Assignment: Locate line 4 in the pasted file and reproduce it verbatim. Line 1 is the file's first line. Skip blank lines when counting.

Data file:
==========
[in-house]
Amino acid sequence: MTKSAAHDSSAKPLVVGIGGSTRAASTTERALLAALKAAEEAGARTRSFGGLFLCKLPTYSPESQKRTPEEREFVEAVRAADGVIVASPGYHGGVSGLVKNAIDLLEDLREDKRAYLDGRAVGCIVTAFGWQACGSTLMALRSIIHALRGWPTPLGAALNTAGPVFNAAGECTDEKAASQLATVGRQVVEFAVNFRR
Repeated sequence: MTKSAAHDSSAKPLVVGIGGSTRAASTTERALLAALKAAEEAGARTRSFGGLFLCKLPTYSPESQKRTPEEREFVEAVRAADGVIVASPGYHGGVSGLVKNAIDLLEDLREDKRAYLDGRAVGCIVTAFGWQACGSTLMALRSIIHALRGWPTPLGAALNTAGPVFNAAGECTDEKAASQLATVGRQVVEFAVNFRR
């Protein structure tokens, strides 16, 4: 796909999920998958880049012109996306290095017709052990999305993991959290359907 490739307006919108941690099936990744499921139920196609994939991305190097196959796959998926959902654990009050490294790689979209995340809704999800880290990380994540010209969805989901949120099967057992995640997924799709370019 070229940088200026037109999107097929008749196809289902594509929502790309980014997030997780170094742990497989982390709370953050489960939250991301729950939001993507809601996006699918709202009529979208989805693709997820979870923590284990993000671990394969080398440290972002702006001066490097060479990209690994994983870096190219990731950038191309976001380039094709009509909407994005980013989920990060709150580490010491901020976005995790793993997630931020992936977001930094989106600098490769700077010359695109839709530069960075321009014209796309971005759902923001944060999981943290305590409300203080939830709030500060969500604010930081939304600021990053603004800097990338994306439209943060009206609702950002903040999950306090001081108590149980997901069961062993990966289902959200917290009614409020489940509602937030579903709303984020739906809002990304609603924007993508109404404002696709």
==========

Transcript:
């Protein structure tokens, strides 16, 4: 796909999920998958880049012109996306290095017709052990999305993991959290359907 490739307006919108941690099936990744499921139920196609994939991305190097196959796959998926959902654990009050490294790689979209995340809704999800880290990380994540010209969805989901949120099967057992995640997924799709370019 070229940088200026037109999107097929008749196809289902594509929502790309980014997030997780170094742990497989982390709370953050489960939250991301729950939001993507809601996006699918709202009529979208989805693709997820979870923590284990993000671990394969080398440290972002702006001066490097060479990209690994994983870096190219990731950038191309976001380039094709009509909407994005980013989920990060709150580490010491901020976005995790793993997630931020992936977001930094989106600098490769700077010359695109839709530069960075321009014209796309971005759902923001944060999981943290305590409300203080939830709030500060969500604010930081939304600021990053603004800097990338994306439209943060009206609702950002903040999950306090001081108590149980997901069961062993990966289902959200917290009614409020489940509602937030579903709303984020739906809002990304609603924007993508109404404002696709």